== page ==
27 Food handling & Personal Hygiene List 7 things food handlers have to do to make sure their hygienic and safe in the kitchen. Explain what cross-contamination is and when it could occur…. Red chopping board is for………………………………………… Green chopping board is for……………………………………. Yellow chopping board is for……………………………………. Blue chopping board is for………………………………………… White chopping board is for……………………………………

28 Additives What is a food additive and what types are available? Complete the table of additives, functions & food examples: What are the issues in the media surrounding E numbers? What are the 4 main roles of additives? AdditiveFunctionFood Example Preservatives Colourings Flavourings Emulsifiers Stabilisers Anti-oxidants Nutritional enhancers Thickeners & Gelling agents

29 Food Production Define the following key terms: Scaling up ………………………………………………………………………………… ……………………………………………………………………………………………………. Commercially viable …………………………………………………………….. …………………………………………………………………………………………………… Describe the following production methods : Production Type DescriptionPositive/Negative One-off Production Batch Production Mass Production Continuous Flow Production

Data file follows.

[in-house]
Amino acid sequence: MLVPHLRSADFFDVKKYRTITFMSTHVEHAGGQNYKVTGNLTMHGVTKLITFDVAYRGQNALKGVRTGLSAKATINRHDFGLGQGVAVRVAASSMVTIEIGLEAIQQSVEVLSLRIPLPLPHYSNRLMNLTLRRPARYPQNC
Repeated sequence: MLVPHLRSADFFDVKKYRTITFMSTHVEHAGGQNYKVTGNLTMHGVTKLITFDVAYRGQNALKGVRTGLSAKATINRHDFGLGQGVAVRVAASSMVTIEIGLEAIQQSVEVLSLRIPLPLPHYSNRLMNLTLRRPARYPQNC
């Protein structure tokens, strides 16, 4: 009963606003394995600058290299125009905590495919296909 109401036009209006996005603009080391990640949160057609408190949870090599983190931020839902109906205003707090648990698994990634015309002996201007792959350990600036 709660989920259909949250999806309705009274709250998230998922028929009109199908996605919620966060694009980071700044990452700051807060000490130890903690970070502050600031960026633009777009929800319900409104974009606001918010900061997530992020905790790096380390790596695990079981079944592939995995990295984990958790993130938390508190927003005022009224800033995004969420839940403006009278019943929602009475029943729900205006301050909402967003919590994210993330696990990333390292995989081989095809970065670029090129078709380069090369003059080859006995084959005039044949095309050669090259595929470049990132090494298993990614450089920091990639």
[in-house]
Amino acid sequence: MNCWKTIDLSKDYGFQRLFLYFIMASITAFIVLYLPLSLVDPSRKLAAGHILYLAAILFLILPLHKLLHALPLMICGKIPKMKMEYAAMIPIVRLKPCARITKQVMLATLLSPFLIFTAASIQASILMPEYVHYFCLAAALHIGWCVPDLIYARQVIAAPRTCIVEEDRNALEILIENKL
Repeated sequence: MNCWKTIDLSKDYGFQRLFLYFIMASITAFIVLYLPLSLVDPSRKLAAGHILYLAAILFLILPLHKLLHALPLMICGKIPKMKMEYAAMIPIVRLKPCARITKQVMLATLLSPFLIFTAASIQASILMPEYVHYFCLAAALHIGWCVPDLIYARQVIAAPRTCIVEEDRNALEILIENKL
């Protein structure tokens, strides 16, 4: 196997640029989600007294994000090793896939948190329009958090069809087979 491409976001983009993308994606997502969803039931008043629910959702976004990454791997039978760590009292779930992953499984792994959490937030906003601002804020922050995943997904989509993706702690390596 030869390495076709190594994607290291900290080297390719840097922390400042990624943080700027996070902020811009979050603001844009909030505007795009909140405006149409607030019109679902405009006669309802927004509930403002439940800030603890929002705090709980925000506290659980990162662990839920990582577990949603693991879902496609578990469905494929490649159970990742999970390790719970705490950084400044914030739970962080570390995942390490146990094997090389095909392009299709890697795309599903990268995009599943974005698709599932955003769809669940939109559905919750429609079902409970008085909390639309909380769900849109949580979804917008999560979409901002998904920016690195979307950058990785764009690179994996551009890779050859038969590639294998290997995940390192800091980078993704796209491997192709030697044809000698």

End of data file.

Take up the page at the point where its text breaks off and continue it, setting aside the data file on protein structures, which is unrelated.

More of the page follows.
30 CAD / CAM C _ _ _ _ _ _ _ A _ _ _ _ D _ _ _ _ _ C _ _ _ _ _ _ _ A _ _ _ _ M _ _ _ _ _ _ _ _ _ _ _ What are some of the advantages of using CAD/CAM in food production? Task: Describe what CAD / CAM are and name 3 things they are used for in food production. Description3 things it is used for in food production CAD (Designing) CAM (Making)

31 Computer Control Give 7 examples of how computer control and monitoring used in food processing. Give 4 examples of how computers monitor food safely

32 Quality Control Describe what Quality Control is and how it can be carried out: What can be monitored by computer sensors? What is a sensory evaluation? Define what Tolerance means….

33 Packaging & Labelling Why do we package & label food? ReasonExplanation P P P P List 10 Things that must be displayed on a food product label (according to EU Law):